The trail begins in the region known as “Quechua” at around 2,500 m above sea level. The Spanish invasion and excessive use of the trail did a lot to damage it and today we still do not know the true extent of the Incan network. Today only 25% of the network is visible, largely due to modern infrastructure, as well as the region's bloody history. UNESCO and IUCN, however, are working to protect the site and the six countries it traverses.
Despite some knowledge of the city's use and the Incans themselves, the area largely remains a mystery and the tales and myths have a great impact on many tourists that take the trail. Ask anyone and they will tell you that the best way to experience the magic and mystery of Machu Picchu and the Incan culture is to put on your walking shoes and get hiking.
Here's our guide to the two-day and four-day trails through the valley and up to the city:
Four Day Trail: The Classic Inca Trail
Taking a four-day trek through the Urubamba Valley to Machu Picchu is the ultimate way to experience the Inca trail. Known as the “Classic Inca Trail,” treks usually start from the town of Urubamba or from Ollantaytambo in the Sacred Valley, or at km 88. The 43-km trail has incredible views of the Valley and of Llactapata, also known as Patallaqta, an area of extensive Incan ruins that were used for religious and ceremonial functions, as well as for crop production and housing soldiers.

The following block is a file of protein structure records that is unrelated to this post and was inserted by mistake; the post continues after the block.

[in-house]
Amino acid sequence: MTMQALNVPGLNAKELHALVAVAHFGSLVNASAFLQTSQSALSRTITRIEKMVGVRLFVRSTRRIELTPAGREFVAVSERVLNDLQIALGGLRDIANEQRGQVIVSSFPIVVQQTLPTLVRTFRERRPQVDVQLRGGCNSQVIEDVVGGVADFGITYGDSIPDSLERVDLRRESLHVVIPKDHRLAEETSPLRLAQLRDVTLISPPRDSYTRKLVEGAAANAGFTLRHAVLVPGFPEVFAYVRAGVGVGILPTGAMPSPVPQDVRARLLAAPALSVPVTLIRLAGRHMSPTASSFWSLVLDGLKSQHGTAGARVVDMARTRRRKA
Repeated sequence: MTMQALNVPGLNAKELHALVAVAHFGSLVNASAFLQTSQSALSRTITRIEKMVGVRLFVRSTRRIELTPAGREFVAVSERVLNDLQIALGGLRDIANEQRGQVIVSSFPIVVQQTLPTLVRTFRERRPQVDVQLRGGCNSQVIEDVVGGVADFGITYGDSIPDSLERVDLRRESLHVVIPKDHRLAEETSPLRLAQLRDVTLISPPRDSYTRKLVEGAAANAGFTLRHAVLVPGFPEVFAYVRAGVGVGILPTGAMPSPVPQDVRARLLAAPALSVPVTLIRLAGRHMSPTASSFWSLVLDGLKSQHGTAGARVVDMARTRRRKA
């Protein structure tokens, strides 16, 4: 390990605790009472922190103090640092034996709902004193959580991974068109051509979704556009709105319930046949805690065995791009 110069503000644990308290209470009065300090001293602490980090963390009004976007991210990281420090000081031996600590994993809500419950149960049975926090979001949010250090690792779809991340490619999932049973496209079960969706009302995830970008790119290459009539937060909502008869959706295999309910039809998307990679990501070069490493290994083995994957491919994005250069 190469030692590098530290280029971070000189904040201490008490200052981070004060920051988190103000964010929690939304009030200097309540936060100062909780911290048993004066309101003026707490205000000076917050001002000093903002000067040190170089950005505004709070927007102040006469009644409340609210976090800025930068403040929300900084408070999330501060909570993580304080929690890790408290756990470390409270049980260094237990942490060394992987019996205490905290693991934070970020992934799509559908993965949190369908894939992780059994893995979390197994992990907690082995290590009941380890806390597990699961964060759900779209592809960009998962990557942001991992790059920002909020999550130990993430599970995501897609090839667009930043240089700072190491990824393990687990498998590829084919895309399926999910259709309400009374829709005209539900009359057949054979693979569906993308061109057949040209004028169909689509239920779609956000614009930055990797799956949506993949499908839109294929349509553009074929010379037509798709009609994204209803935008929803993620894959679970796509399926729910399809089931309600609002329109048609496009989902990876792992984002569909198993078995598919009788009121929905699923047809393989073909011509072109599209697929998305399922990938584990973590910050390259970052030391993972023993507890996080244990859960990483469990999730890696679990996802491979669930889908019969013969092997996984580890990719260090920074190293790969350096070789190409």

The trail ascends along the Kusichaka River and takes in the small village of Wayllapampa, which is home to around just 130 families. For the first night of the trail hikers will most likely camp down at Llulluchapampa at 4,215 m (the highest point on the trail).
The trek takes in not only other areas of Inca ruins, but also waterfalls, cloud forests, mountainous climbs and Inca tunnels, with the longest one overlooking two valleys. Campsites are organized and this four-day trail also includes a trip to Intipata, a recently uncovered site of agricultural terraces that would have harvested sweet potato, maize and potatoes.
See rare orchids, over 400 species of birds, and maybe even the indigenous spectacle bear. Learn about the significance of each of the sites and the whole region for the Incas, and even where pilgrims would have engaged in spiritual cleansing, before making the final leg down to Machu Picchu at sunrise on the fourth day.